At least that’s how my dad does it and, well, he’s been doing side work contracting for over 20 years so he’s doing SOMETHING right. :)

  7. TechnoDestructo says:

    @GothamCityProject:

    He doesn’t sound too evil to me. Hell, haven’t a lot of consumerist stories on contractors included advice on how to find a contractor like your dad?

  8. jamesBrauer66 says:

    When we installed granite countertops, we looked at the BORG (big orange retail giant) but took a pass. They will provide an estimate for the installation, but leave it open ended for the cost of leveling the counters – which is at the discretion of their contractor. To me this sounds like a blank check for the contractor, and based on a co-workers experience is how it works out.

    After getting a good reference, we called somebody else who did the work the original estimate. Paid half when they showed up to start work, and half when it was done.

  9. I recently set out to purchase a washer/dryer for my new apartment. Because I was looking at an unusually small (and unusually expensive) Bosch model, I did my homework. Although I could have gotten the unit at Home Depot, I checked around with some friends who had bought appliances there and had worked with their outside contractors. I was warned never to use Home Depot’s services for anything that needed to be contracted out because the company has said (at least in the appliance realm) that they are not necessarily liable for the mistakes their contractors make or the work they don’t do.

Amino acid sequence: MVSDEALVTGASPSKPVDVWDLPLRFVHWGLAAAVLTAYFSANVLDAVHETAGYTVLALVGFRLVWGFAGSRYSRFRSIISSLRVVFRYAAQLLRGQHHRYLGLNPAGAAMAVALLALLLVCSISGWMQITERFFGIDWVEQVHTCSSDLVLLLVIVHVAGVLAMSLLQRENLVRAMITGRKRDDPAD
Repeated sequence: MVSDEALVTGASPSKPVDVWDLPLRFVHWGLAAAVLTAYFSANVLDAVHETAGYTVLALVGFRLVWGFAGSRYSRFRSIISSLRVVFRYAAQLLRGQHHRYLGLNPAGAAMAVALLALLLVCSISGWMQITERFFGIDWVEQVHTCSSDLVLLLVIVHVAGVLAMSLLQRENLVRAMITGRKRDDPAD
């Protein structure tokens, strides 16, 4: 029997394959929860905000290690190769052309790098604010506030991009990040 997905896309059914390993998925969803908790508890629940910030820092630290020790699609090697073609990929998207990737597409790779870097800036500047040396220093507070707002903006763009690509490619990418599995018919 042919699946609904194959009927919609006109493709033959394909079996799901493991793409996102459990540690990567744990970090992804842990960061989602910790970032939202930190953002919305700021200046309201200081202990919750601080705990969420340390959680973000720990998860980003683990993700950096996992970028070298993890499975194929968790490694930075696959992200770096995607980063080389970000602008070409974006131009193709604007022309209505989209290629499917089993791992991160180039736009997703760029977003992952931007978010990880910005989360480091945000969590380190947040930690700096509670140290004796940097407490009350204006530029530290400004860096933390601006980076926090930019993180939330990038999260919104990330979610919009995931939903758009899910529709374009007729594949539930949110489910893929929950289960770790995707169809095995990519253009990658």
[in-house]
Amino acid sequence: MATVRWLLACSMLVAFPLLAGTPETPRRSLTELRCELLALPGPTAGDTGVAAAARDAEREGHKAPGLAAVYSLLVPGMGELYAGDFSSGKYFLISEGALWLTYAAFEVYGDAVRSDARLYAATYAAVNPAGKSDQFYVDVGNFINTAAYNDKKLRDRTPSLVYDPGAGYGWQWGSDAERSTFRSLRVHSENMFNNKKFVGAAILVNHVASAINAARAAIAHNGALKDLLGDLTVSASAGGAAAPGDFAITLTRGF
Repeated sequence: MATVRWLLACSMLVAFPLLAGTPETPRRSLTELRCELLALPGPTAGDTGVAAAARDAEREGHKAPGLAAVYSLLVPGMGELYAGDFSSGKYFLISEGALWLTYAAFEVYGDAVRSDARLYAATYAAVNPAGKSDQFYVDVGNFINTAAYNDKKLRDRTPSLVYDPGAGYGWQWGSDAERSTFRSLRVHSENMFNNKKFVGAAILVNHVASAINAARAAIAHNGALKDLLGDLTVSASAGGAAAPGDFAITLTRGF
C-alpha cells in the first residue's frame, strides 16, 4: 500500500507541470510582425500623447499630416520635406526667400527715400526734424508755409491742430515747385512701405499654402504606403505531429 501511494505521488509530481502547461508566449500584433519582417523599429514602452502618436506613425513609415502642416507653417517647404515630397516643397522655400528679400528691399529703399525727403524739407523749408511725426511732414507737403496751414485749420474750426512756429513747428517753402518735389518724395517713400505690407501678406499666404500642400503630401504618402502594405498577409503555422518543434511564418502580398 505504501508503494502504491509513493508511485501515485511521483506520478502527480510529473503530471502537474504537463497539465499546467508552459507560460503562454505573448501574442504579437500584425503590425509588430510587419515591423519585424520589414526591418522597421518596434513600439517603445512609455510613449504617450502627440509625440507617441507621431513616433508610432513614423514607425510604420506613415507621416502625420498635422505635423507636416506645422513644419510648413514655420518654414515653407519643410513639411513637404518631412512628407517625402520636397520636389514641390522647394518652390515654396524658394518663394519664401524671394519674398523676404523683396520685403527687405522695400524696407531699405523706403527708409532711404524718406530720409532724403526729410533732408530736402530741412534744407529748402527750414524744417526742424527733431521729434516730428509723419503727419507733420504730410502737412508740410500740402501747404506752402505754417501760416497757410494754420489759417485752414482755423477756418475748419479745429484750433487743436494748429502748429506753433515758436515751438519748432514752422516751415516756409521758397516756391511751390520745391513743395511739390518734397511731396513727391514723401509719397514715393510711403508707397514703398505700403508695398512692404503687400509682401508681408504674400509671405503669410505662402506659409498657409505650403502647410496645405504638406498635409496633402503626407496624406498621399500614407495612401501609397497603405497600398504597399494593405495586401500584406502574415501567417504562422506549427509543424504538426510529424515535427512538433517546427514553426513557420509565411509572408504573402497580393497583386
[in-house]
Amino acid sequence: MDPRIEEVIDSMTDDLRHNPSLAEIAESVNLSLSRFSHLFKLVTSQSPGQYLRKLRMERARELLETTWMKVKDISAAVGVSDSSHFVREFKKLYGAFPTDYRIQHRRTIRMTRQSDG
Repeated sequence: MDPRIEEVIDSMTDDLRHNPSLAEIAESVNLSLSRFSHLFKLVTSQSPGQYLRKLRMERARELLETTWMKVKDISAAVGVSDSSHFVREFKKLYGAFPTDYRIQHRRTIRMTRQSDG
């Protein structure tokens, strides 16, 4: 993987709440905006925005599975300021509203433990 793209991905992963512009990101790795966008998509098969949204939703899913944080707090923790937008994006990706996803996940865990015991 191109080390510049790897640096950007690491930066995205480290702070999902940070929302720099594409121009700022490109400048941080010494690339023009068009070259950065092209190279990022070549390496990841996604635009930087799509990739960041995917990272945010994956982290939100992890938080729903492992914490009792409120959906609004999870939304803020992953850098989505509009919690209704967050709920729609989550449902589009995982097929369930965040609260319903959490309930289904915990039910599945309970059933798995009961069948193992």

Needless to say, I took what I thought would be Consumerist’s advice and ordered the unit from a local appliance store that had been in business for 60 years. Not only did I get the unit for a price comparable to the “big box” retailers, but it was sold, delivered, and installed perfectly and professionally. I’m not sure if the Home Depot contracting horror stories would’ve come true, but I certainly didn’t want to take the chance!

  10. raindogx says:

    My wife wanted Home Depot to replace our kitchen flooring. We had adhesive tile. They told her at the store we had to remove it ourselves before they came. This job that took several days to complete. When the man came to measure I had all but 6 or 7 tiles removed. He threw a fit and demanded that I remove the remaining tiles immediately. He then told us a date and time when they would come do the job. No one showed up. My wife called several times. No one seemed to know what was going on. The following day she was finally told that our job had been cancelled, although no one had bothered to tell us. She demanded to know why. The answer: when the guy came to measure he noticed that the floor was sticky; they don’t do work on sticky floors. So we were left with no kitchen floor for weeks while we looked for a private contractor, and then waited for him to be available. It was self-evident that if we had adhesive tile the floor undeneath would be sticky. Surely all kitchen floors are sticky underneath. And if that were really the case why didn’t the man tell us when he came to measure? Whatever their real motives, Home Depot screwed us over, and didn’t even take the time to tell us they were screwing us over. I will never do business with this company or even set foot in one of their stores again.